Deer hunters like two things in particular generally. Big bucks and good tender meat.
The funny thing is, those two things don’t typical jive well together.
So, how do we achieve the tender steaks that we all desire. Shoot a young buck but that doesn’t necessarily help your local population very well? You want to shoot an older one…
The answer is hang it.
Yup, as hard as it is to watch that delicious harvested animal just hang, it is the best option to tenderize the meat.
The real question is how long?
Lots of people butcher it up immediately, process it and store it. Yes, it works but why not make your yearly meat as good as possible? A little bit of patience goes a long way.
So how long? Well, personally I would say nothing less than a week, but preferably 2 plus.
Field and Stream seems to agree with me to a degree. They recommend letting an old mature deer hang for up to 14 days while closely monitoring the temperatures.
This is important to monitor the temperatures, you do not want to foolishly let your harvest go to waste.
However, if temperatures do act in your favor staying around 40 degrees and below, you can age it to up to 21 days for what will be the best deer you ever eat, especially if you cut it off the bone.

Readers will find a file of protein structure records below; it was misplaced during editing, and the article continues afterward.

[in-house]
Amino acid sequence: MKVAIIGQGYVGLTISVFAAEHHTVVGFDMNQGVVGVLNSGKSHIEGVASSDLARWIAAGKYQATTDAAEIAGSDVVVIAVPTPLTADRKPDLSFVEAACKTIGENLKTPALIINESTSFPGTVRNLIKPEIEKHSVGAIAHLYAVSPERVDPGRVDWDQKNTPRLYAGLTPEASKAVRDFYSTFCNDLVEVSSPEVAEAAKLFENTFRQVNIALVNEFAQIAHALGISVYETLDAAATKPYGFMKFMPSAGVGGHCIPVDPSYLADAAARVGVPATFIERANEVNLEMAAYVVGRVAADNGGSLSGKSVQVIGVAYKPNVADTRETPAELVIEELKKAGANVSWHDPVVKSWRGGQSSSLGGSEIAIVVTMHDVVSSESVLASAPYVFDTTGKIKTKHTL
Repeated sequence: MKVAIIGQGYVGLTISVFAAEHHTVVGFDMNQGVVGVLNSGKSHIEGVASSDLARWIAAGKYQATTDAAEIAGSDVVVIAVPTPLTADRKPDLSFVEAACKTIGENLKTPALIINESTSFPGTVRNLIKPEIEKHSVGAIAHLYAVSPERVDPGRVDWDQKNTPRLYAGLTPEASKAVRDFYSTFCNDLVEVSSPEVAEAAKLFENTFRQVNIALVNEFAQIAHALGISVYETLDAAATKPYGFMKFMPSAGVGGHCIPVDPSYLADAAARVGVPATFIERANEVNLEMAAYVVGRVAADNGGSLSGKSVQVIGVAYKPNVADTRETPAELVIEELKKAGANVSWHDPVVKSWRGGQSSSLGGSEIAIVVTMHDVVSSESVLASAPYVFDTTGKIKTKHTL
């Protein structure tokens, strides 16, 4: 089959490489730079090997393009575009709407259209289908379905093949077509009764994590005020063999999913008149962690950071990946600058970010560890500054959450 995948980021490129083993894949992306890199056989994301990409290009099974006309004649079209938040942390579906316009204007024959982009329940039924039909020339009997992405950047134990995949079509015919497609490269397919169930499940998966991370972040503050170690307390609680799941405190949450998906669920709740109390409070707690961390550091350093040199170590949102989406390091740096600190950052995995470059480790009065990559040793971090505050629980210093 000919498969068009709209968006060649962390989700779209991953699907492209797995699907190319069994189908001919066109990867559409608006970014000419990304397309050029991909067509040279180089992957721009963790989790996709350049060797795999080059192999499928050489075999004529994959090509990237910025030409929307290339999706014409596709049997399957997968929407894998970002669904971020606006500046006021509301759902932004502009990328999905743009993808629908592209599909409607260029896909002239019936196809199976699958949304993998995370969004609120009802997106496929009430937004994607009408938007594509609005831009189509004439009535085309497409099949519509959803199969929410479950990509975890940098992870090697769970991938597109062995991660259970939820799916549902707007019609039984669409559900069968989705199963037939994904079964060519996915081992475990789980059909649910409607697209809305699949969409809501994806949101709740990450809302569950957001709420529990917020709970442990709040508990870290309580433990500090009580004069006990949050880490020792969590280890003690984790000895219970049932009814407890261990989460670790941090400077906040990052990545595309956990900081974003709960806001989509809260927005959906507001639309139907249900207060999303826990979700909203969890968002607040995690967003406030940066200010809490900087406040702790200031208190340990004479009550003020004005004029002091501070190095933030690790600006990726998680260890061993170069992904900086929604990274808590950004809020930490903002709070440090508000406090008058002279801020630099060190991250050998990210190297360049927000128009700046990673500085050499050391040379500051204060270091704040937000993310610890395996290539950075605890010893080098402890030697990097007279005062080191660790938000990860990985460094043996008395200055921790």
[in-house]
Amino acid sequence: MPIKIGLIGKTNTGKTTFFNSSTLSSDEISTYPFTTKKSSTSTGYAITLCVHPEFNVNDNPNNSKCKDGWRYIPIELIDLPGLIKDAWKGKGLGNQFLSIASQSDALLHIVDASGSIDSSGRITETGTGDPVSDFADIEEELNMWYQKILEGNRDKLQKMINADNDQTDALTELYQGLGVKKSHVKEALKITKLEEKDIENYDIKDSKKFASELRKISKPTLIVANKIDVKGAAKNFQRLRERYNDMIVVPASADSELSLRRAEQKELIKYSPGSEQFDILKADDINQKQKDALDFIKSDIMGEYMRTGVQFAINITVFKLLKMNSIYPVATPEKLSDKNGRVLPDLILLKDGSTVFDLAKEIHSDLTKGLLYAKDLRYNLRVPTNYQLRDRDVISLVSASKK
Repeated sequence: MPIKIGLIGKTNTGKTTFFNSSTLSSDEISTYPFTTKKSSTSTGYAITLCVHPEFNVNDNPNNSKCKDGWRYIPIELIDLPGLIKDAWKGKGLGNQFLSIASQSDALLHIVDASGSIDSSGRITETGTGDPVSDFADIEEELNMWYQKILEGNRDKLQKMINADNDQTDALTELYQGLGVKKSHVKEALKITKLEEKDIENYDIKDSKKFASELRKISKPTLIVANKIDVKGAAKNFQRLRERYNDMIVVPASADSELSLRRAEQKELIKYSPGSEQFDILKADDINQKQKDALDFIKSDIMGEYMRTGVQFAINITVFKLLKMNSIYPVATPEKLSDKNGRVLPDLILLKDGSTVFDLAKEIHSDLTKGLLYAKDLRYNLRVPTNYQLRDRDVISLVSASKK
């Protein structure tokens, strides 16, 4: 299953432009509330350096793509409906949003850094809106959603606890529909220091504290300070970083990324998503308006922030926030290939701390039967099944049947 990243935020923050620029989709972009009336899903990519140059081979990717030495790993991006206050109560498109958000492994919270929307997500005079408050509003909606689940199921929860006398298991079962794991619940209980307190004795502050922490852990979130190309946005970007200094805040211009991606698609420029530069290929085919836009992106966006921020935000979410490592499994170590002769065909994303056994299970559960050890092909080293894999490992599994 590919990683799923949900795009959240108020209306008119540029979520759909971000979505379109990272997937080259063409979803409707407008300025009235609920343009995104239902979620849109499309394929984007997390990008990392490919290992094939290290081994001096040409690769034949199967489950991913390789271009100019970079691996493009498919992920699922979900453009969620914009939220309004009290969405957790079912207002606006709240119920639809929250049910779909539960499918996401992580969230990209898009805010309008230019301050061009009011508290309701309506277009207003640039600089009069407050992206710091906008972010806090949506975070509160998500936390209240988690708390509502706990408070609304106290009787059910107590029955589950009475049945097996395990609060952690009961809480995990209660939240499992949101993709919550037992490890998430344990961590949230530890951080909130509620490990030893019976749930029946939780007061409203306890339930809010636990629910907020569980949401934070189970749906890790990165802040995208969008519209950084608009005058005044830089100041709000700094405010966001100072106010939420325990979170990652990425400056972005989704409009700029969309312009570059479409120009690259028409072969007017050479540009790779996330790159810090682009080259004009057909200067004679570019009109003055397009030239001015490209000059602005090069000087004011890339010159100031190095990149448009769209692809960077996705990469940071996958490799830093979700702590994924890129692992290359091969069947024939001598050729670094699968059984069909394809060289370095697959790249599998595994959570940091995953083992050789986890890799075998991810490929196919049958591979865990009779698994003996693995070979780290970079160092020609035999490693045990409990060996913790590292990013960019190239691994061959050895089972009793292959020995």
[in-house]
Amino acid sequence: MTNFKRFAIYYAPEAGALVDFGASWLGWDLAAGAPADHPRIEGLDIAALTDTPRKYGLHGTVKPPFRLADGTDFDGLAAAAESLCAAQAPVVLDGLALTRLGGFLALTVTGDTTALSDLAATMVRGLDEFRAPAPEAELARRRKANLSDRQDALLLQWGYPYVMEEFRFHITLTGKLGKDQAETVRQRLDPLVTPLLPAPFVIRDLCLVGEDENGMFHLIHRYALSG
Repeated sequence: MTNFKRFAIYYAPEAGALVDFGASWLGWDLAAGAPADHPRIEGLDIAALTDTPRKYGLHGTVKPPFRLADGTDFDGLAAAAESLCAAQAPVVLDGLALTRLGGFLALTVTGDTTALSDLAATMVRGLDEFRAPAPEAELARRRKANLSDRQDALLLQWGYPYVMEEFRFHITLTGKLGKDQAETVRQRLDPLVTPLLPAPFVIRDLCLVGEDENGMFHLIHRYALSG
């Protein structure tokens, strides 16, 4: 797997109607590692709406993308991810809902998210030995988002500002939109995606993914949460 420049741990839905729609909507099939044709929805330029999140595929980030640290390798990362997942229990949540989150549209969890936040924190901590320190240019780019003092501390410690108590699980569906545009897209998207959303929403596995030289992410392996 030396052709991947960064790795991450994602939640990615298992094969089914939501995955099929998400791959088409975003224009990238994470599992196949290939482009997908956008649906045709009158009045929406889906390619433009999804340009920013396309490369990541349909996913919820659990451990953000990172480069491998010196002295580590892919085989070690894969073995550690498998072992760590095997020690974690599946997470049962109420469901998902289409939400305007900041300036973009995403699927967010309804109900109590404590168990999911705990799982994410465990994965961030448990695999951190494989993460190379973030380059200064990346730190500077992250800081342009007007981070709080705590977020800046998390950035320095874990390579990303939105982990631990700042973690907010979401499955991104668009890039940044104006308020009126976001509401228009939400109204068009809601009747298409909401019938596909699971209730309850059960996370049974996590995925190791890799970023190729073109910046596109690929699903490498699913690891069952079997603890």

Yes, it seems like you are almost letting it rot at that point, but that rot tastes some good.
The best part about this, is all you really need is a garage to hang it in and temperatures that cooperate. Nothing special at all and you will thank yourself for the patience you had watching it every day for a couple of weeks.
Yes, you do add some minor waste to the animal having to cut off rind following the aging process, the dark stuff the forms on the outside. But, once you properly do it and try aged deer, or any aged hoofed animal, you will be very impressed and probably won’t look back.
And again, it’s not that unaged meat is bad, it’s just that aged meat is better. Why not get the best bang for your shot with your hunting meat?
It might be a little scary to try, but the longer you wait the better it will be.
And if you’re for a lesson on field dressing, here ya go: